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Thriving on the Edge of Disruption

We have all heard about the big, bad bogeyman — disruption — and how it is supposed to propel us into a future without agents and advisors if we’re not careful.

But after 10 or so years of looking over our shoulder, we might be forgiven if we discount the threat. And even though Peter Sheahan warns people about disruption for a living, he would agree with you.

Sheahan would point out that disruption looks like a long way off until it is here. When disruption shows up, it is difficult for a business to recover from it — sort of like planning for a flood as the water is pouring through the door.

So, how does a person or a business prepare for disruption? That would be the next question, but Sheahan would say it is the wrong one. In his latest of his seven books, Matter: Move Beyond the Competition, Create More Value, and Become the Obvious Choice, Sheahan tells how to identify an individual’s or company’s edge of disruption and use it as a competitive advantage.

In this interview with INN Publisher Paul Feldman, Sheahan reveals how to stop fearing disruption and why it is better to run toward it.

FELDMAN: Agents and advisors have heard about a massive disruption for years, but the impact is not always well defined. How do you see disruption playing out?

SHEAHAN: It's already playing out in a pretty meaningful way, but not necessarily at the sales and agent level. We're seeing the operations platforms at companies being completely rebuilt.

The amount of manual labor and inefficiency that exists in the value chain is crazy.  It doesn't make for a good quality experience and it doesn't make for agency efficiency and productivity. I think you'll certainly see disruption continue unabated at the manufacturing level.

Over time, we'll start to see the benefits of what large amounts of high-quality data can do. We see that in the mortgage industry where places like Rocket Mortgage are able to massively reduce the heavy lift, for either the broker or the customer to get their information aggregated and their needs met.

It poses risks to brokers and agents if you’re bringing value that’s easily replicated to a client. That’s a threat.

Nothing replaces a great relationship-based salesperson. Nothing replaces proximity to the local community. We have to make sure we're creating value above and beyond process and transaction, and above and beyond access to product.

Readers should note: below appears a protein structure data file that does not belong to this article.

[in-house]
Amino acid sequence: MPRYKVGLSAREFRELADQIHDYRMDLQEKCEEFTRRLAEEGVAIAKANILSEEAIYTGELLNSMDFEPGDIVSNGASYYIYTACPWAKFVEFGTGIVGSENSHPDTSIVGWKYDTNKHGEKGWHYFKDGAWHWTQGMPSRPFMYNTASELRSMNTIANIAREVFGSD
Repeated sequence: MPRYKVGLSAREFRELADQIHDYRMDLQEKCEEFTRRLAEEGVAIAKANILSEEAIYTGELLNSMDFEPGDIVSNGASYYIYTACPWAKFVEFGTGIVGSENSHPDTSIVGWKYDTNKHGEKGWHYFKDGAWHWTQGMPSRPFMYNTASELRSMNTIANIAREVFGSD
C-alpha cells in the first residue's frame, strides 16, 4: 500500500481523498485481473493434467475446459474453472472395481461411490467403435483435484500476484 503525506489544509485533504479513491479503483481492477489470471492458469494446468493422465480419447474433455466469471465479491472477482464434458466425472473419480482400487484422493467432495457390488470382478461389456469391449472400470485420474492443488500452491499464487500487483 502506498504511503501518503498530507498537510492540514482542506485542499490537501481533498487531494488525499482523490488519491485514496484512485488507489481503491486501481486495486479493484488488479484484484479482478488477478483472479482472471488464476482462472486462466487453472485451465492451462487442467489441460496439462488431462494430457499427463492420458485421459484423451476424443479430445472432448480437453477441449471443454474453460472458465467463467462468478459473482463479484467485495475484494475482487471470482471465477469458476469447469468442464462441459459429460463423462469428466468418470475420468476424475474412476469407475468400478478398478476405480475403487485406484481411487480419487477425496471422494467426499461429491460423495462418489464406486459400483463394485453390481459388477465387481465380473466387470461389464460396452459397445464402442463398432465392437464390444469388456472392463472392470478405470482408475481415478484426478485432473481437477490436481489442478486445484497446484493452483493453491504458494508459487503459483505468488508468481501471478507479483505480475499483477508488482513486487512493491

FELDMAN: You mentioned that disruption has not been as meaningful at the agent level. What would you say to agents who aren’t too worried about disruption?

SHEAHAN: One, I'd say fair enough. Two, I'd say change is actually really slow until it's not.

The question is what assumptions are you making about how disruptive this could be? You could think about the P/C space. People talked about the disruption of direct-to-consumer models in property and casualty insurance for decades. This crept up slowly and slowly and slowly and then we woke up one day, up to nine out of 10 consumers went direct.

The risk of that happening in annuities may not be as high because the complexity and the product variability is higher. Complexity will probably prevent that level of rapid transition but when it happens, it happens quickly.

I'm not big on this whole “innovate or die” mantra. But I will tell you one thing I've learned is that the people who are most happy in the late stages of their careers are the ones who find meaning in the work that they do.

Just protecting what you have created and not doing or learning anything new doesn't create that meaning. My challenge for these guys is, what could you do to continue to learn or grow yourself? What opportunities do these present?

Forget technology as a disruptor. What about technology as a massive efficiency creator within your practice? So, now you're taking two days off a week for the same economic return. What about the joy that comes from the learning curve of leaning into that? The edge of disruption doesn't always have to be radical, drastic stuff. Your edge of disruption could simply be half a day, make the same return, working 25 percent less by leveraging tech.

Now I think maybe my final response to that is I don't see any of the big carriers waking up anytime soon and just completely abandoning their brokers. It's still distribution-dominant for the industry.

FELDMAN: You mentioned the “edge of disruption.” Can you explain that for our readers and how they would find that for themselves?

SHEAHAN: Your edge of disruption is a combination of things. It is what exists at the edge of your capability. It's probably not in your core daily activity. It's not in your standardized processes in your business. But you know you have the ability to serve in a new way and have a bigger impact than you're currently having. That's one circle.

The second circle is that the emerging investor consumer or client has needs that the client places disproportionate value against because no one sorted them for him. So, you have this circle around your capability and what's in the edges of that, and you have this circle of investor and consumer need and what sits at the edges of that.

Then you have the third and final circle, which is what's changing — things like data analytics, demographic change. Things like a greater propensity for consumers and investors to self-serve and access through technology.

Where those three circles overlap is what we call the edge of disruption. What are the opportunities for differentiation? What are the opportunities to stand out of the crowd?